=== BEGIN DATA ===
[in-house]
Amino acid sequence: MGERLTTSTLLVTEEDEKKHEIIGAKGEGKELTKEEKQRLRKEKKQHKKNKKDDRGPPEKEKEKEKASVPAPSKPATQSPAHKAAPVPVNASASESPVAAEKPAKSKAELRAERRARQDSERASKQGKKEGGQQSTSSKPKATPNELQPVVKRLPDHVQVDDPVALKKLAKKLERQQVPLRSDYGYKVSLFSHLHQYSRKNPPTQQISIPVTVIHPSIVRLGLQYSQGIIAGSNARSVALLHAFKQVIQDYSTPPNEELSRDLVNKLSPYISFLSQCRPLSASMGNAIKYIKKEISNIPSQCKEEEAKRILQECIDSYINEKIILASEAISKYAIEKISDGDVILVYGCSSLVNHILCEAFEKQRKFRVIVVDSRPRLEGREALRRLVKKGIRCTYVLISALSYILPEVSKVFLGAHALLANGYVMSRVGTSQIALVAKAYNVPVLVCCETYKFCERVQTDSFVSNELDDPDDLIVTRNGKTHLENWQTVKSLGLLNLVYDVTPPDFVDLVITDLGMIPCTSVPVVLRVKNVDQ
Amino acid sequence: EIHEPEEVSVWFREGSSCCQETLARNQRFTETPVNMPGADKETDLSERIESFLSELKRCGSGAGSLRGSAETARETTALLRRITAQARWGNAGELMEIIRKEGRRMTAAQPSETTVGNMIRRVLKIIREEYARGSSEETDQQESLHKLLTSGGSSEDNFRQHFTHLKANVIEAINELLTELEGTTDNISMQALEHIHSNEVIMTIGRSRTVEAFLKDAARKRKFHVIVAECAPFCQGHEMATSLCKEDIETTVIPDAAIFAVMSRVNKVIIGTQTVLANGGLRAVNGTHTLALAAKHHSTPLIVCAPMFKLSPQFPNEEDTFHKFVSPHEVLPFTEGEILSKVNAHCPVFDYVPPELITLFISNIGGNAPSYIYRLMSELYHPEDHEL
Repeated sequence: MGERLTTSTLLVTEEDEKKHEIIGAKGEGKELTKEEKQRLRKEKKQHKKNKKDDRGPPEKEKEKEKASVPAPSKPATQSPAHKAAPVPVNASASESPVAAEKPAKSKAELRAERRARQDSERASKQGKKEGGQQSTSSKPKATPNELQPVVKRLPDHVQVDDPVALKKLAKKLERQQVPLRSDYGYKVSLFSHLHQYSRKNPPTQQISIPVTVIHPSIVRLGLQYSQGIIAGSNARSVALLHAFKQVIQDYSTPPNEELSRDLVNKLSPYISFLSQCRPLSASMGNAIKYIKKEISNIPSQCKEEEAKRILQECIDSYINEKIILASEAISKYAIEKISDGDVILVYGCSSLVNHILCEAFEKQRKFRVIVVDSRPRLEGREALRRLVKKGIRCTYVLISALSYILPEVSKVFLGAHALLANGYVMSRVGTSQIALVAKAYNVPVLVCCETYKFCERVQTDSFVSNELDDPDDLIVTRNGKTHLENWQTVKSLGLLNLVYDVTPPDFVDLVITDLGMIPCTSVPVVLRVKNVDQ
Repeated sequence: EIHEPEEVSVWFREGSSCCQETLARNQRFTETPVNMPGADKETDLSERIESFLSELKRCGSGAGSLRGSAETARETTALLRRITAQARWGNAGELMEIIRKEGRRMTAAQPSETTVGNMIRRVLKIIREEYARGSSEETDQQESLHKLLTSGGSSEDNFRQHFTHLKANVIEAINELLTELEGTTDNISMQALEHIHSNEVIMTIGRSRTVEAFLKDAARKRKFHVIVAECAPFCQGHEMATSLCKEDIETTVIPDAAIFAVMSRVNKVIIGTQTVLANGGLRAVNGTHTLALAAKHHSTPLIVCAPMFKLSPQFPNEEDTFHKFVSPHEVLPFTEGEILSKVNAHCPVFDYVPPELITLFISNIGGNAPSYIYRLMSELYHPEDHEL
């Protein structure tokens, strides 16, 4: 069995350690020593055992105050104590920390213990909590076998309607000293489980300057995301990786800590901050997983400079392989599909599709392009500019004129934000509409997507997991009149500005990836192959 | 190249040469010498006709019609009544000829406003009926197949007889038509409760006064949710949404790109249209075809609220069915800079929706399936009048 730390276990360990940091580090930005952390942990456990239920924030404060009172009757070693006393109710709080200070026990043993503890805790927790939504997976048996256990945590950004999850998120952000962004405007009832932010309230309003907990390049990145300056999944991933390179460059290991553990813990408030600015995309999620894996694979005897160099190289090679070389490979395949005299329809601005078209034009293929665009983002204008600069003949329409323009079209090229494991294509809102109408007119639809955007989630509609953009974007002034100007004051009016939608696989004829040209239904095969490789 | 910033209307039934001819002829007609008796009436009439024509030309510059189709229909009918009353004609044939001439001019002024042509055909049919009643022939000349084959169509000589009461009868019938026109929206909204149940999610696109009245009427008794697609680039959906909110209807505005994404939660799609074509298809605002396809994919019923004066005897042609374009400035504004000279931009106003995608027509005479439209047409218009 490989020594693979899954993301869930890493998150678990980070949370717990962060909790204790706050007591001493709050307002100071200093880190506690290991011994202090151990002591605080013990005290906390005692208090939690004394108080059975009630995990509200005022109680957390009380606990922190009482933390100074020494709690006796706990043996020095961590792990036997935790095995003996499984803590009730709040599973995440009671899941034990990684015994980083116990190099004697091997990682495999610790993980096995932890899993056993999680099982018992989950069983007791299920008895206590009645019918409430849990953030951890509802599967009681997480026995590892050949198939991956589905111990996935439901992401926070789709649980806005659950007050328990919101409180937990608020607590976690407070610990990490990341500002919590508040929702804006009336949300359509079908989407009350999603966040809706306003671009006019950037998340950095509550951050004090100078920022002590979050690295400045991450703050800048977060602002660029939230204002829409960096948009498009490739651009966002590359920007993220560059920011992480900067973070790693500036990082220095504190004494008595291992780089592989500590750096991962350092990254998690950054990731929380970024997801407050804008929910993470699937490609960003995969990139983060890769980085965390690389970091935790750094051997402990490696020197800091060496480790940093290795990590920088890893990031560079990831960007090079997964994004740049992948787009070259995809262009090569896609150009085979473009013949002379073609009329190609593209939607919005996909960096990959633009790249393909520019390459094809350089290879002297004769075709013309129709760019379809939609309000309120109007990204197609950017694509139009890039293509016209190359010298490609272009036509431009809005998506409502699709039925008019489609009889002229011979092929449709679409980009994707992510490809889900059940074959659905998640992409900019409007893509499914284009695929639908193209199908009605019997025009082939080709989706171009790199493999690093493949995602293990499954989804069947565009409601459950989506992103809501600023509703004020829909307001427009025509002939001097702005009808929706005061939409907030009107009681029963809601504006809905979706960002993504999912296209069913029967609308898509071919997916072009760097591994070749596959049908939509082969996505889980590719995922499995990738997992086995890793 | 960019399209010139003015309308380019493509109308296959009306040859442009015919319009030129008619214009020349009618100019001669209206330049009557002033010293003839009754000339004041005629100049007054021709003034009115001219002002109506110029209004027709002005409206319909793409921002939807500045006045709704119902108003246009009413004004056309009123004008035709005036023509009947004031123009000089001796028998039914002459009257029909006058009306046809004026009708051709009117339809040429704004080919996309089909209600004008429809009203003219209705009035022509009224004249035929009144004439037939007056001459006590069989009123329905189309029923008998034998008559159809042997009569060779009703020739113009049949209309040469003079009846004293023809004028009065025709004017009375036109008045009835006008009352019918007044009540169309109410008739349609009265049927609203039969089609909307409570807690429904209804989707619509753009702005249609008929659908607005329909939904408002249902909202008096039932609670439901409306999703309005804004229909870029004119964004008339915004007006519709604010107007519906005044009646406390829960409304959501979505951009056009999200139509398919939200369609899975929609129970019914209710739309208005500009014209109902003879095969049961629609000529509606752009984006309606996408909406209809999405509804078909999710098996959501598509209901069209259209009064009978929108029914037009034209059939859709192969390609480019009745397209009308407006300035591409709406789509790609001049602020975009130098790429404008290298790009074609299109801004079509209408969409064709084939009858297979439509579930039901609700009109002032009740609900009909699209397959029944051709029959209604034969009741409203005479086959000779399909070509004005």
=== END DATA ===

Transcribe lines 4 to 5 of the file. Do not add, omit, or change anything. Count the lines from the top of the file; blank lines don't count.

Repeated sequence: MGERLTTSTLLVTEEDEKKHEIIGAKGEGKELTKEEKQRLRKEKKQHKKNKKDDRGPPEKEKEKEKASVPAPSKPATQSPAHKAAPVPVNASASESPVAAEKPAKSKAELRAERRARQDSERASKQGKKEGGQQSTSSKPKATPNELQPVVKRLPDHVQVDDPVALKKLAKKLERQQVPLRSDYGYKVSLFSHLHQYSRKNPPTQQISIPVTVIHPSIVRLGLQYSQGIIAGSNARSVALLHAFKQVIQDYSTPPNEELSRDLVNKLSPYISFLSQCRPLSASMGNAIKYIKKEISNIPSQCKEEEAKRILQECIDSYINEKIILASEAISKYAIEKISDGDVILVYGCSSLVNHILCEAFEKQRKFRVIVVDSRPRLEGREALRRLVKKGIRCTYVLISALSYILPEVSKVFLGAHALLANGYVMSRVGTSQIALVAKAYNVPVLVCCETYKFCERVQTDSFVSNELDDPDDLIVTRNGKTHLENWQTVKSLGLLNLVYDVTPPDFVDLVITDLGMIPCTSVPVVLRVKNVDQ
Repeated sequence: EIHEPEEVSVWFREGSSCCQETLARNQRFTETPVNMPGADKETDLSERIESFLSELKRCGSGAGSLRGSAETARETTALLRRITAQARWGNAGELMEIIRKEGRRMTAAQPSETTVGNMIRRVLKIIREEYARGSSEETDQQESLHKLLTSGGSSEDNFRQHFTHLKANVIEAINELLTELEGTTDNISMQALEHIHSNEVIMTIGRSRTVEAFLKDAARKRKFHVIVAECAPFCQGHEMATSLCKEDIETTVIPDAAIFAVMSRVNKVIIGTQTVLANGGLRAVNGTHTLALAAKHHSTPLIVCAPMFKLSPQFPNEEDTFHKFVSPHEVLPFTEGEILSKVNAHCPVFDYVPPELITLFISNIGGNAPSYIYRLMSELYHPEDHEL